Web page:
In my previous post, we identified three things that established churches can learn from church plants. I want to go the other direction now: what can church plants learn from established churches? Almost every church planter I meet has some frustration level with established churches. I've lived long enough to realize that change sometimes means stepping outside the system to create reform. But I've also learned those who bring about the reform today eventually find themselves in sitting in the other seat at some point in the future.
- Ministry is not a sprint but a marathon. It's not about getting to the finish line first but about entering the race in the first place. Paul encouraged us to run the race as if we were running for the prize, not for the sole purpose of getting a prize. It's easy to start strong; it's much more difficult to sustain a strong effort. You don't have to conquer the world in a day. Stay in the game long enough to see God's calling come to life through you.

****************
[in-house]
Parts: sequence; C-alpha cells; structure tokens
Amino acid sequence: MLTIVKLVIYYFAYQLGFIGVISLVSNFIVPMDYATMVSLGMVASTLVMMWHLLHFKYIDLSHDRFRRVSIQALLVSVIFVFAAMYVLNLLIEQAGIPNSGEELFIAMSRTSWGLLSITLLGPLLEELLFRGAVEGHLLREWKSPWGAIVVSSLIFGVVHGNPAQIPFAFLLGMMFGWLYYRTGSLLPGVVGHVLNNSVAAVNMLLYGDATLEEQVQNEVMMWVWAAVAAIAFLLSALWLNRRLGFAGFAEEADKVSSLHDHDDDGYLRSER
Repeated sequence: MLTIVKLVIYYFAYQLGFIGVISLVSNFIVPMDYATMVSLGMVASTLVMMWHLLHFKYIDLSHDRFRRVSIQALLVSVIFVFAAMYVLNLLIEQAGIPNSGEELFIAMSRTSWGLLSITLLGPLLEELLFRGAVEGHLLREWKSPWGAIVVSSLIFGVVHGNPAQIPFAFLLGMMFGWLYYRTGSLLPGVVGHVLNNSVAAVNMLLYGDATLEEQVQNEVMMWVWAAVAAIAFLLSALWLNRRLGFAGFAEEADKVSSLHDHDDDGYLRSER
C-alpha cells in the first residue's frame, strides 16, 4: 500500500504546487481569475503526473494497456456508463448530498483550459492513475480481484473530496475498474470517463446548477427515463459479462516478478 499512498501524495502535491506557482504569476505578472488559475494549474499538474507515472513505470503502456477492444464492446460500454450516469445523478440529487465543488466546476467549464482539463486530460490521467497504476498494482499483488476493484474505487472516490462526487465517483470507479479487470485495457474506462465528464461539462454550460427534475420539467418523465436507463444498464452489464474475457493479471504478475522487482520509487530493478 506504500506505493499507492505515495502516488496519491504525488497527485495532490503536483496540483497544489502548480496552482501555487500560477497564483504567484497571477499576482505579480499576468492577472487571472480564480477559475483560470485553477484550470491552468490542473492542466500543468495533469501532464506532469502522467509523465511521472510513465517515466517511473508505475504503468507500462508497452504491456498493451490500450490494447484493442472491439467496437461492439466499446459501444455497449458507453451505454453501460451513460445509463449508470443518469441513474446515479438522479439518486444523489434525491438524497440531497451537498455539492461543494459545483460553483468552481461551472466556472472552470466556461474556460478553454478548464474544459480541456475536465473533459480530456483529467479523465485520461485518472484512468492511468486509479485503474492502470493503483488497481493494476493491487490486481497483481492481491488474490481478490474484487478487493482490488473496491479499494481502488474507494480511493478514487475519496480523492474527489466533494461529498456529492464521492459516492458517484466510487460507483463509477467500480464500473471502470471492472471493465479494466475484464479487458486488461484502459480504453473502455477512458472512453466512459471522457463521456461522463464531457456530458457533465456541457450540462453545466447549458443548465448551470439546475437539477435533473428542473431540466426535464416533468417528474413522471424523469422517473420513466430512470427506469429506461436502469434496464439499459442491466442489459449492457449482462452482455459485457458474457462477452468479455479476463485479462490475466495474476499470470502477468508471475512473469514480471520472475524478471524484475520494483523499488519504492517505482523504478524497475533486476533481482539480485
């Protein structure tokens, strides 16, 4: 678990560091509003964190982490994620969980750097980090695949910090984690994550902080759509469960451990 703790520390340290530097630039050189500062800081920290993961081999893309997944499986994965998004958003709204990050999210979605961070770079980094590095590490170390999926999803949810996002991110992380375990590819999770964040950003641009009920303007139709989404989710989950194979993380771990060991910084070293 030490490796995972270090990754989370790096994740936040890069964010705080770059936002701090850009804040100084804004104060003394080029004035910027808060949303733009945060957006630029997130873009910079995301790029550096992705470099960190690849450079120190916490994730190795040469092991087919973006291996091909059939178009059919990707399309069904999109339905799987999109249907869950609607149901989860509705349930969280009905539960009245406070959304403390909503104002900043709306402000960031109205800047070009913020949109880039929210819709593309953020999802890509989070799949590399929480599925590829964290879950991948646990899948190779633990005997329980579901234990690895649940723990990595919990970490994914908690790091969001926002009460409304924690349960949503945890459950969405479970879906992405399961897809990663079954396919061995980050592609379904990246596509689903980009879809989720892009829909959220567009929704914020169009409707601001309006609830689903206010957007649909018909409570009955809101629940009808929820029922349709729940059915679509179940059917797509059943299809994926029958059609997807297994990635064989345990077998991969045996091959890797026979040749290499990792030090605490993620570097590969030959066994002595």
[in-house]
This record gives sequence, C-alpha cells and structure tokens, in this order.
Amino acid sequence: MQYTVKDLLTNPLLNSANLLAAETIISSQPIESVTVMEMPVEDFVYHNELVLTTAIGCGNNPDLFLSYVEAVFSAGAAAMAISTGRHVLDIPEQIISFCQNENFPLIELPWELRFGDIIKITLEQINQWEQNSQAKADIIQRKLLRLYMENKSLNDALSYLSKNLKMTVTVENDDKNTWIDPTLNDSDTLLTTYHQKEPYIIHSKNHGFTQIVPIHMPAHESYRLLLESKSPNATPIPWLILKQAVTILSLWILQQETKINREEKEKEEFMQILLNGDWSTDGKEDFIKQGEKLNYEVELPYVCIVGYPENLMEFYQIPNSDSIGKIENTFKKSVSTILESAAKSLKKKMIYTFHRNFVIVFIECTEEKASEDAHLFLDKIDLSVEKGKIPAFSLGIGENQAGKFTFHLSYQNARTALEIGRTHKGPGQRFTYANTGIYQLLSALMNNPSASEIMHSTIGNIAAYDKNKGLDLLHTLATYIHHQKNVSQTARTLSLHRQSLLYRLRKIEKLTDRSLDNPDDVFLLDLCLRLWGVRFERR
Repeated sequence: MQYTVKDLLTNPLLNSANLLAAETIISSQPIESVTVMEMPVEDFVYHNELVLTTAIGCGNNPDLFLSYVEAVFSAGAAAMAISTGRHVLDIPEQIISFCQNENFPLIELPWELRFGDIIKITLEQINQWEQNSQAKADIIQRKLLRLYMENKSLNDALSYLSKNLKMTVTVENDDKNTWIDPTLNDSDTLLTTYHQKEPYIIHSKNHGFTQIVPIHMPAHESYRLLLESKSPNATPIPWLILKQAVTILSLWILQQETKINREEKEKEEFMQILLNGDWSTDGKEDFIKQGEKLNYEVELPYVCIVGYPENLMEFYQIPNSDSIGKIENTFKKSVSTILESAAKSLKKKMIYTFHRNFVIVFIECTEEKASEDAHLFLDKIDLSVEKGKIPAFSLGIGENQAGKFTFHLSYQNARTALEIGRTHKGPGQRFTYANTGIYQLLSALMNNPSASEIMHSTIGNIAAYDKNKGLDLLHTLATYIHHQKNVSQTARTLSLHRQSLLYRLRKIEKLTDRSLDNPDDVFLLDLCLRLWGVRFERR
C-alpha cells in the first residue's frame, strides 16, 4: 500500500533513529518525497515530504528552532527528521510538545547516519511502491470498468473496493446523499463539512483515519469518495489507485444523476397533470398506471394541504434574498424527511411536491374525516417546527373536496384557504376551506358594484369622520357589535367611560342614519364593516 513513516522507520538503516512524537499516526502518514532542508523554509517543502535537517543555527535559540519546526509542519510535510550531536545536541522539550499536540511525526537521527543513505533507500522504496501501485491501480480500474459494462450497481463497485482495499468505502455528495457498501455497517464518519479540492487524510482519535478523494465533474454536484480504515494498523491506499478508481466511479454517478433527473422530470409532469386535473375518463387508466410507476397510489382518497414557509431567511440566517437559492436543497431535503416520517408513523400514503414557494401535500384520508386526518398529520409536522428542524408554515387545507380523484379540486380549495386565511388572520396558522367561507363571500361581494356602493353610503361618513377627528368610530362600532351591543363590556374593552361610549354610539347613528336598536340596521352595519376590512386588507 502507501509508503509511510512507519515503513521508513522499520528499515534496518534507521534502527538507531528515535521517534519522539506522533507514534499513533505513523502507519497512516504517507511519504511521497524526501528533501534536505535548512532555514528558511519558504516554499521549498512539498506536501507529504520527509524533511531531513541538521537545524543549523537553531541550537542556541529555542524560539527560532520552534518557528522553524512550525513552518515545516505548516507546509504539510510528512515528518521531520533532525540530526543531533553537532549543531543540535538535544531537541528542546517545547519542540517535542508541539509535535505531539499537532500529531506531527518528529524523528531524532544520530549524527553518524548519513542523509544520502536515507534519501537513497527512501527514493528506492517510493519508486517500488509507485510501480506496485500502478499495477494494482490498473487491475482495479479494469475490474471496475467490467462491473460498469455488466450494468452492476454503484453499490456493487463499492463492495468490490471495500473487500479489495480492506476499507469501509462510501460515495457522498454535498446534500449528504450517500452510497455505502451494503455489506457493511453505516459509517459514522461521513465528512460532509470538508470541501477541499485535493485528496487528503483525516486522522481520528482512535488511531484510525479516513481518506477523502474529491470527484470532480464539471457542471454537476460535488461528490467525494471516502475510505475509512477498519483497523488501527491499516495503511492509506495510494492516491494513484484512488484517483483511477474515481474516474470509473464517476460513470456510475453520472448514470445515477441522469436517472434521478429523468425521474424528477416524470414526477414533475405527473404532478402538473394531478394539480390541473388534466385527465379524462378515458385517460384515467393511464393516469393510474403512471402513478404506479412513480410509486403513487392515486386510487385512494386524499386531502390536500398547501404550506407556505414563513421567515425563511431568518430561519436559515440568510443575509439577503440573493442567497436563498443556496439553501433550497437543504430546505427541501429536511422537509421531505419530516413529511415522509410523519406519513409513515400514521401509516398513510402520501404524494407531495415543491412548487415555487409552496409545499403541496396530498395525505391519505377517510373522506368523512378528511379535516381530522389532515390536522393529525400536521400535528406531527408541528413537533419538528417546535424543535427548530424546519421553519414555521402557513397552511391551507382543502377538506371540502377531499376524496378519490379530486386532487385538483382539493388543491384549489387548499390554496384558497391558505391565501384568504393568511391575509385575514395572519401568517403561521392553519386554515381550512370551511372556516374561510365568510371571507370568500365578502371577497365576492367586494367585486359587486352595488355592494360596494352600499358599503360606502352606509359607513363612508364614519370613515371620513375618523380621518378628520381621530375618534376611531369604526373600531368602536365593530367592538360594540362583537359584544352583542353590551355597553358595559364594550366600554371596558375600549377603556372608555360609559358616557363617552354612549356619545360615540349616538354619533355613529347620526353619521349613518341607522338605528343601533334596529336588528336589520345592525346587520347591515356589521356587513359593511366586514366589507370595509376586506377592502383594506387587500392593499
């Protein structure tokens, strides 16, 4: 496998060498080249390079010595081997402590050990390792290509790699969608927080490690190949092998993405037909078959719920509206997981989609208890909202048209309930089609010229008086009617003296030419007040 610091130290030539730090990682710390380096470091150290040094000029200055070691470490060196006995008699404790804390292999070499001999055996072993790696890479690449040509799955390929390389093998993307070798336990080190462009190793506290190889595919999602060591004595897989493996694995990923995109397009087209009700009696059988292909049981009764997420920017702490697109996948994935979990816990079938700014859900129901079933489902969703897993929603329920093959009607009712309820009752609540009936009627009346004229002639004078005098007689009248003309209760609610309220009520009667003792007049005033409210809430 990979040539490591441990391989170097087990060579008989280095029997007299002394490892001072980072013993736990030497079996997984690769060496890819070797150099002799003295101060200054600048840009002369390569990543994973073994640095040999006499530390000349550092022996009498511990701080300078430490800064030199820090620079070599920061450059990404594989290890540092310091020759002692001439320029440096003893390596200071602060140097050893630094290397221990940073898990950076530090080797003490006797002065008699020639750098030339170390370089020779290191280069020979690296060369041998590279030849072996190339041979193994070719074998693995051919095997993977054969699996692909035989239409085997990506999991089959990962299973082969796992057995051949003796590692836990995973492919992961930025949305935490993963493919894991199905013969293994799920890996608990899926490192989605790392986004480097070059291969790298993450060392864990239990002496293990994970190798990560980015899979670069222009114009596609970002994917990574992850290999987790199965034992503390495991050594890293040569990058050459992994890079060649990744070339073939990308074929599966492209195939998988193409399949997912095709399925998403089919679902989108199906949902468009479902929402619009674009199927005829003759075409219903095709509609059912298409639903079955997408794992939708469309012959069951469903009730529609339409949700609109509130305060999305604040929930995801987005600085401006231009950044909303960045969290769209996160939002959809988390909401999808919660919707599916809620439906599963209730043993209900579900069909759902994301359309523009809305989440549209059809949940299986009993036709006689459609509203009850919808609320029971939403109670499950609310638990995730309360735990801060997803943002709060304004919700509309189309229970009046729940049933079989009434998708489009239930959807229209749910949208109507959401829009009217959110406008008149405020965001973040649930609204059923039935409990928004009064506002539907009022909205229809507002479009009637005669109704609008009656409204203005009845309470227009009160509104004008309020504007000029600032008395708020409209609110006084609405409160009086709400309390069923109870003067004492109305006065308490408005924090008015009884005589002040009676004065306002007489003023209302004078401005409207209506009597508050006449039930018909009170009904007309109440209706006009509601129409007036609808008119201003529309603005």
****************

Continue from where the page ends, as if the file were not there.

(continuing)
- Institutional structure is not inherently evil. Yes, institutions are sometimes complex and difficult to to deal with. Yes, needless processes and procedures do inhibit growth and expansion. However, as your church plant grows, you, too, will be faced with the need for a more complex structure to support your growth.
- Look for ministry mentors. Don't make the mistake of thinking that your ideas are so unique that no one could ever offer you advice or guidance. That simply isn't true, and it's not Biblical. Find leaders in established churches who you can trust, learn from, confide in, and those who will support and pray for you. Planting a church can be a very lonely process, but that doesn't mean you have to do everything on your own.
If you haven't been reading The Leisure Suit series by Tony Morgan, let me encourage to to take some time to browse the first two pieces of this series. Even though he is primarily speaking to established churches, there are certainly some learning points that might help you gain some perspective and avoid the pitfalls that often come as a church plant becomes an established church.
What can your church plant learn from established churches?